Suggested languages for you:

Americas

Europe

Q. 39

Expert-verifiedFound in: Page 570

Book edition
1st

Author(s)
Peter Kohn, Laura Taalman

Pages
1155 pages

ISBN
9781429241861

Use antidifferentiation and/or separation of variables to solve each of the initial-value problems in Exercises 29–52

$\frac{dy}{dx}={e}^{x+y},y\left(0\right)=2$

The solution of the initial-value problem descibed by$\frac{dy}{dx}={e}^{x+y},y\left(0\right)=2$ is $y\left(x\right)=-\mathrm{ln}|1+{e}^{-2}-{e}^{x}|$

The given initial value problem $\frac{dy}{dx}={e}^{x+y},y\left(0\right)=2..............\left(1\right)$

Use the property of exponential function and rewrite the differential equation in (1) as$\frac{dy}{dx}={e}^{x}.{e}^{y}(\because {e}^{x}.{e}^{y}={e}^{x+y})$Note that the differentlal equation is now in the form $\frac{dy}{dx}=p\left(x\right)q\left(y\right)$ In which $p\left(x\right)={e}^{x}$, and $q\left(y\right)={e}^{y}$. So, the differential equation can be solved by applying variable separable method. Thus, the solution of the differential equation involved in the initial- value problem is given by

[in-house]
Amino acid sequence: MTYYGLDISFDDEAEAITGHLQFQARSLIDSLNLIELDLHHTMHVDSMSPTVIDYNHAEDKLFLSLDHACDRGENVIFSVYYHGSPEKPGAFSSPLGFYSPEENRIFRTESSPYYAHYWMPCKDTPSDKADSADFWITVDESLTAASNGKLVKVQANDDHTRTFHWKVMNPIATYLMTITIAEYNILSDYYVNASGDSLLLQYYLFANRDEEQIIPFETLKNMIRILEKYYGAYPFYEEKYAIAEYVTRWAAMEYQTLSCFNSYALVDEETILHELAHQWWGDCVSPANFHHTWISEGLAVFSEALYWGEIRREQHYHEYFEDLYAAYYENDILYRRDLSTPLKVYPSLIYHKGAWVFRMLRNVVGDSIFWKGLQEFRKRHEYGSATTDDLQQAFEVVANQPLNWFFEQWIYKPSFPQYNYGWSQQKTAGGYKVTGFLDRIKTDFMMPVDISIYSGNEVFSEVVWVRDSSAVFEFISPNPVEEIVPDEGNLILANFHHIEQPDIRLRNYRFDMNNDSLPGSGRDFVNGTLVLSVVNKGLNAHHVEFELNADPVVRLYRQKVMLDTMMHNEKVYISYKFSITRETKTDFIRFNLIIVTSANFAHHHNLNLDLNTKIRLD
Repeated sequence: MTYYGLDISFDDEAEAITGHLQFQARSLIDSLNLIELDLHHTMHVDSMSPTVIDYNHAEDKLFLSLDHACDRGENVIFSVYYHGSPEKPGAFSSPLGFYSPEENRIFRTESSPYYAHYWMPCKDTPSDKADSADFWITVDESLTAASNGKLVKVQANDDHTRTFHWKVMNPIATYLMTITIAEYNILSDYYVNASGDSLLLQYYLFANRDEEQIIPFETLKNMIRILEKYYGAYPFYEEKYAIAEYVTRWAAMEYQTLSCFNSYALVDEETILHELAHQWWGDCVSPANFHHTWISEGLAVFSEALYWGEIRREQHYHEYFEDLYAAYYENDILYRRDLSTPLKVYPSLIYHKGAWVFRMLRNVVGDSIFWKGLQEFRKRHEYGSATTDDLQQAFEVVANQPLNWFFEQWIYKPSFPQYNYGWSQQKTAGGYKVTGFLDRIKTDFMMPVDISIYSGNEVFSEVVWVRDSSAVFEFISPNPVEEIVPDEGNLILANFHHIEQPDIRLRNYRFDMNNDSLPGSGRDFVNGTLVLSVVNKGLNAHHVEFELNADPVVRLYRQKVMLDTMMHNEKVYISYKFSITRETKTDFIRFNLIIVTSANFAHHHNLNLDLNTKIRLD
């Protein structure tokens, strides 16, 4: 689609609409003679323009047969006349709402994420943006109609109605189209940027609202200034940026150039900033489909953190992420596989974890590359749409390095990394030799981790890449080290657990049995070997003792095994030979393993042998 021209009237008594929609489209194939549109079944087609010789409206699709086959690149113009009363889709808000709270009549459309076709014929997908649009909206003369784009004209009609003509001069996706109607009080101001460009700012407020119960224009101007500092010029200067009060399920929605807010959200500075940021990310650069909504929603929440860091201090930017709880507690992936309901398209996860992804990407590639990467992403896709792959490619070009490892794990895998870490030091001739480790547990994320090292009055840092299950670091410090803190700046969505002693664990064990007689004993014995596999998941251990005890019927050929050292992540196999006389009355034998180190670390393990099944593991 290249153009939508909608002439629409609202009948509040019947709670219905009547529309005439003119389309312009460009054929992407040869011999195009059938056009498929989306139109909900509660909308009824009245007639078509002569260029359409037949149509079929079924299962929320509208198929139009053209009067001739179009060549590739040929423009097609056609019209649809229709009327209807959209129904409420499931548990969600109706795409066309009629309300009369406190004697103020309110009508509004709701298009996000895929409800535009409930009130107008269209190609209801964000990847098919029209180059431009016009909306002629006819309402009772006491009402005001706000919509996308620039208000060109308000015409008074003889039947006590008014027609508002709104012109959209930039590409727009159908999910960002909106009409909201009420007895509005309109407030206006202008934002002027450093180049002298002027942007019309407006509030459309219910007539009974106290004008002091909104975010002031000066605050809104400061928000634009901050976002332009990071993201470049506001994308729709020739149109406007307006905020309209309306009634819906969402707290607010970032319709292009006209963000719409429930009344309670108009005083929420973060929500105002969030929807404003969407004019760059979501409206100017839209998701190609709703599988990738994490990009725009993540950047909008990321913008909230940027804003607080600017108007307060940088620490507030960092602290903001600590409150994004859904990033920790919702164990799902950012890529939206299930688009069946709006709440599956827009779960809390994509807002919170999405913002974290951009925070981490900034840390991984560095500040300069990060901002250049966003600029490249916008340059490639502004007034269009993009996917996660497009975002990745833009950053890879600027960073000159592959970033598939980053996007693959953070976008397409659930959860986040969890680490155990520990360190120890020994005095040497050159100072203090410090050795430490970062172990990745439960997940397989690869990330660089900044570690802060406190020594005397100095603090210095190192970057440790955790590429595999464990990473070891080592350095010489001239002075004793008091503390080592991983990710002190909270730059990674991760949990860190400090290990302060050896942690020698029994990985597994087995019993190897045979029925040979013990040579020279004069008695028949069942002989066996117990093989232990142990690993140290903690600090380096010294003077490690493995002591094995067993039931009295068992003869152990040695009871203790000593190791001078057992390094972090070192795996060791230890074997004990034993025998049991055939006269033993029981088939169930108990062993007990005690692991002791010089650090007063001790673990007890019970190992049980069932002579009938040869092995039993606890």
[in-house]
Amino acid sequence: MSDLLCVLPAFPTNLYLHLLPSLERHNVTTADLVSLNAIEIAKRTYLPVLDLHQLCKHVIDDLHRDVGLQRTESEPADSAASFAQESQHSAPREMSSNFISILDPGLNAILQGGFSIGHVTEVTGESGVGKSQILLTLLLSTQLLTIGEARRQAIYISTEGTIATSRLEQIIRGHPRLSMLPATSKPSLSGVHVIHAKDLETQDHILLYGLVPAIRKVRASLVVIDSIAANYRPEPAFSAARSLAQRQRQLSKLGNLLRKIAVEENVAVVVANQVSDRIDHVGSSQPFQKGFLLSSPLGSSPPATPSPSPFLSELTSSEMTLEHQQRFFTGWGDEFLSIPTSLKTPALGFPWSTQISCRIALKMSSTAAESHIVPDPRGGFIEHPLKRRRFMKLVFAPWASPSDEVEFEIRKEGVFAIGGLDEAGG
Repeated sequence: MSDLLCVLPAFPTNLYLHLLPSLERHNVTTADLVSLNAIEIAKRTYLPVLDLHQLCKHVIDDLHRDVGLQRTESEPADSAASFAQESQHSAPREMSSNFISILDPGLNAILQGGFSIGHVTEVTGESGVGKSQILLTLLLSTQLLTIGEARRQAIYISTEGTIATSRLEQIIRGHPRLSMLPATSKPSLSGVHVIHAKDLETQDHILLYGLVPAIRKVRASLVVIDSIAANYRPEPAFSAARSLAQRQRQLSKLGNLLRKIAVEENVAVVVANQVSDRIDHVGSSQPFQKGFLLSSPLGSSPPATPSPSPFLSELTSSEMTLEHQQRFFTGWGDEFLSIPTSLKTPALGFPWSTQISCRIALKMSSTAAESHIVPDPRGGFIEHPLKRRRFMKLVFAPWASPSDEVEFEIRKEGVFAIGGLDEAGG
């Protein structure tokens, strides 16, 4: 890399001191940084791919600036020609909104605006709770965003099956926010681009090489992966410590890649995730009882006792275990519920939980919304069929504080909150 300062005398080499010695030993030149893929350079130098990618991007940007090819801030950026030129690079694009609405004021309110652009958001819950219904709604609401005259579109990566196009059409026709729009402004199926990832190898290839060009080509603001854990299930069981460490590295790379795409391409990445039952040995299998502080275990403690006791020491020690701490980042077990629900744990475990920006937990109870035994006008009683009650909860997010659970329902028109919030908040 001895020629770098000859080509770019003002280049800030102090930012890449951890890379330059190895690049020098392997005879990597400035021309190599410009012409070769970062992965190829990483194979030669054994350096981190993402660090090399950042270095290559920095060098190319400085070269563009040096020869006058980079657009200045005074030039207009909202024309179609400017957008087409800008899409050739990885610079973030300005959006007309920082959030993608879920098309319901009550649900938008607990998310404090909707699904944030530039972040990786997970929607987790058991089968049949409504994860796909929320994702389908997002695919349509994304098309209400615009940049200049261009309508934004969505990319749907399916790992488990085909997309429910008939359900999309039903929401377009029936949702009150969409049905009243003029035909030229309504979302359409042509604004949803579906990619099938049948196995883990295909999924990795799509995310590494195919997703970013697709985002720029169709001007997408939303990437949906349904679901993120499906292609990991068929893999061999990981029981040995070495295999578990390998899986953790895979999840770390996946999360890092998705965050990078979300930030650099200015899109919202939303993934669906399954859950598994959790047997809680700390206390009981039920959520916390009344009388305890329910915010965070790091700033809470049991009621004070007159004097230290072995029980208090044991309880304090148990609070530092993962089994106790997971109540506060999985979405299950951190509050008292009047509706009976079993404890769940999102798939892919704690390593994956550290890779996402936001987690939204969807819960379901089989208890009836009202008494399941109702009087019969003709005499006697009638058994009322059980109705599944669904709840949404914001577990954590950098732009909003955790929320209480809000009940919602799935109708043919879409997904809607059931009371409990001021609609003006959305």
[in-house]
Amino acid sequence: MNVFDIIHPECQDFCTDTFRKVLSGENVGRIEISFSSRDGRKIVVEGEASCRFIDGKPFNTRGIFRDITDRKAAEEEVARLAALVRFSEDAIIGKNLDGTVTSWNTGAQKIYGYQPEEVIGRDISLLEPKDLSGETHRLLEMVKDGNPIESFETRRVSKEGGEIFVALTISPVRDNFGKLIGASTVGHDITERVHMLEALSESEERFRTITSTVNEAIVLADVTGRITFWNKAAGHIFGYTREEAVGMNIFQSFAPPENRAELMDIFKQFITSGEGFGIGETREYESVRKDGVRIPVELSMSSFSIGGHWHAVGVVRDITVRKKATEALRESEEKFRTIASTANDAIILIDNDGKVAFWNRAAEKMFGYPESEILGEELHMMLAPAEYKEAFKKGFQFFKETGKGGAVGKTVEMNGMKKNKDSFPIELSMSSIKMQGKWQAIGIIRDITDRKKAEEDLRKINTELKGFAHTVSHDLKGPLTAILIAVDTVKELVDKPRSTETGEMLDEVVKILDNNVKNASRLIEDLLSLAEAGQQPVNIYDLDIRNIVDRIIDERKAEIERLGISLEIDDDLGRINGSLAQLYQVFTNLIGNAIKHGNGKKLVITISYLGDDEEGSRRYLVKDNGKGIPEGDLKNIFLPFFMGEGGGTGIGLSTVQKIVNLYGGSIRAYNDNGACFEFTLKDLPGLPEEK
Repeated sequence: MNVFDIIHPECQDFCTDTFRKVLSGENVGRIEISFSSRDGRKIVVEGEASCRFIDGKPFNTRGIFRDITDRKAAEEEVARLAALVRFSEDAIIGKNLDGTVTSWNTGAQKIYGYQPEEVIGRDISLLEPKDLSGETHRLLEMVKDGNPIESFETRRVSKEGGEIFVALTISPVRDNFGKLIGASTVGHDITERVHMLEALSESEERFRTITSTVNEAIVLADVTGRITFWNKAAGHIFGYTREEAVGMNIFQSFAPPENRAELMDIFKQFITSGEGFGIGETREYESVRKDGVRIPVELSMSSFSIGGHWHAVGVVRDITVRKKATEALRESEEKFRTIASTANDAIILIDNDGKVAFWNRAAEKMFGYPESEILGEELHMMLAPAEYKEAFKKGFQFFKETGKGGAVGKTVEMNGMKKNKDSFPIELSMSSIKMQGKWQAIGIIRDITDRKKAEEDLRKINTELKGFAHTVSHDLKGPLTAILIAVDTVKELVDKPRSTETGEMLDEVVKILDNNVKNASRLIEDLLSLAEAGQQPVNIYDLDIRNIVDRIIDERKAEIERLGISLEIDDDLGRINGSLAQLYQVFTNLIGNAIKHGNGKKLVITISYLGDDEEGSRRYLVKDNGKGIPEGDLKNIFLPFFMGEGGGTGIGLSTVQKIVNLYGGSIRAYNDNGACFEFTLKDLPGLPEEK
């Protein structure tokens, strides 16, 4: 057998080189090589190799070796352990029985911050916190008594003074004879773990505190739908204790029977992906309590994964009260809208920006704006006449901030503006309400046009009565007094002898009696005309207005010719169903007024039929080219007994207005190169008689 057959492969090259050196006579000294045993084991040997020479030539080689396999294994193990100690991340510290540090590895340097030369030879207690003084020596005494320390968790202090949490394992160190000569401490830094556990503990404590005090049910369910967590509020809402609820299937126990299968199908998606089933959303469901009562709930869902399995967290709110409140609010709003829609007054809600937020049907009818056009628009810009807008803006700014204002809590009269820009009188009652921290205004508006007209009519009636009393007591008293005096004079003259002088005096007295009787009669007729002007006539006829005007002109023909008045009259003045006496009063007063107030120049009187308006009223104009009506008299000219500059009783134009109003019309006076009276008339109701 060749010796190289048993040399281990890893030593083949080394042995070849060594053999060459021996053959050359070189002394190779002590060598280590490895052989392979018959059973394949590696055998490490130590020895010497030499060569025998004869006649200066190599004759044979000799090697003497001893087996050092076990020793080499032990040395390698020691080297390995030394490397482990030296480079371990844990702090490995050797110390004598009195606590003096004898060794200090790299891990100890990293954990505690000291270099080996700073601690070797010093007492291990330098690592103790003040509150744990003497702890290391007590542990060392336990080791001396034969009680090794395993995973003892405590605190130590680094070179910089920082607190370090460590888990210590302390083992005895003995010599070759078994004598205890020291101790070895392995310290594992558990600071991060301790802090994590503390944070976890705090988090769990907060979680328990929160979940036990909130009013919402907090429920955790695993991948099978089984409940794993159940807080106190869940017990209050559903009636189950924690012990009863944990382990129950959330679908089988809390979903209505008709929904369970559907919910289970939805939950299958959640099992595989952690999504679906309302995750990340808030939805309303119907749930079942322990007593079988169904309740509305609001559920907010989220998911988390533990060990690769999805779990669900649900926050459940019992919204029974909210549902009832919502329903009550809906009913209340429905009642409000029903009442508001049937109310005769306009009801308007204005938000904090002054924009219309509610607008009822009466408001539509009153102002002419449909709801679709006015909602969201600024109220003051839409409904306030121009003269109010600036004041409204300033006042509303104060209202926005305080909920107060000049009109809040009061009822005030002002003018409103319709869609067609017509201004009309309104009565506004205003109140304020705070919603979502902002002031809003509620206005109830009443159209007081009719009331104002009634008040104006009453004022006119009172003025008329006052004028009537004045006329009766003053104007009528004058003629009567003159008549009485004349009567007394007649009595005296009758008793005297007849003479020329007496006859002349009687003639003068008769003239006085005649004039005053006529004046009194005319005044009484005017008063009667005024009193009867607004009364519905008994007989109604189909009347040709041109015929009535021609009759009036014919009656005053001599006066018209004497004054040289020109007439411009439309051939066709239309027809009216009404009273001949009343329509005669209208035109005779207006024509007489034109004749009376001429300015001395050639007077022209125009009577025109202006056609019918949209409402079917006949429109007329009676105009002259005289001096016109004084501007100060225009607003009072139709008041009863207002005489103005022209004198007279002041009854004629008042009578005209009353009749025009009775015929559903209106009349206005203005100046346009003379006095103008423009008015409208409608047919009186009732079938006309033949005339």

$\int \frac{1}{{e}^{y}}dy=\int {e}^{x}dx\phantom{\rule{0ex}{0ex}}\int {e}^{-y}dy={e}^{x}+C\phantom{\rule{0ex}{0ex}}-{e}^{-y}={e}^{x}+C\phantom{\rule{0ex}{0ex}}{e}^{-y}=-{e}^{x}-C$

Now, use the given initial condition $y\left(0\right)=2$, that is take $x=0,y=2$ in the above result and evaluate the constant *C.*

${e}^{-2}=-1-C\phantom{\rule{0ex}{0ex}}C=-{e}^{-2}-1$

Substitute this value of the constant *C* in the solution of the differential equation and obtain the solution of the initial - value problem $\frac{dy}{dx}={e}^{x+y},y\left(0\right)=2$ as

${e}^{-y}=-{e}^{x}+1+{e}^{-2}\phantom{\rule{0ex}{0ex}}-y=\mathrm{ln}|1+{e}^{-2}-{e}^{x}|\phantom{\rule{0ex}{0ex}}y=-\mathrm{ln}|1+{e}^{-2}-{e}^{x}|$

Therefore,the solution of the initial-value problem descibed by equation(1) is

$y\left(x\right)=-\mathrm{ln}|1+{e}^{-2}-{e}^{x}|$

94% of StudySmarter users get better grades.

Sign up for free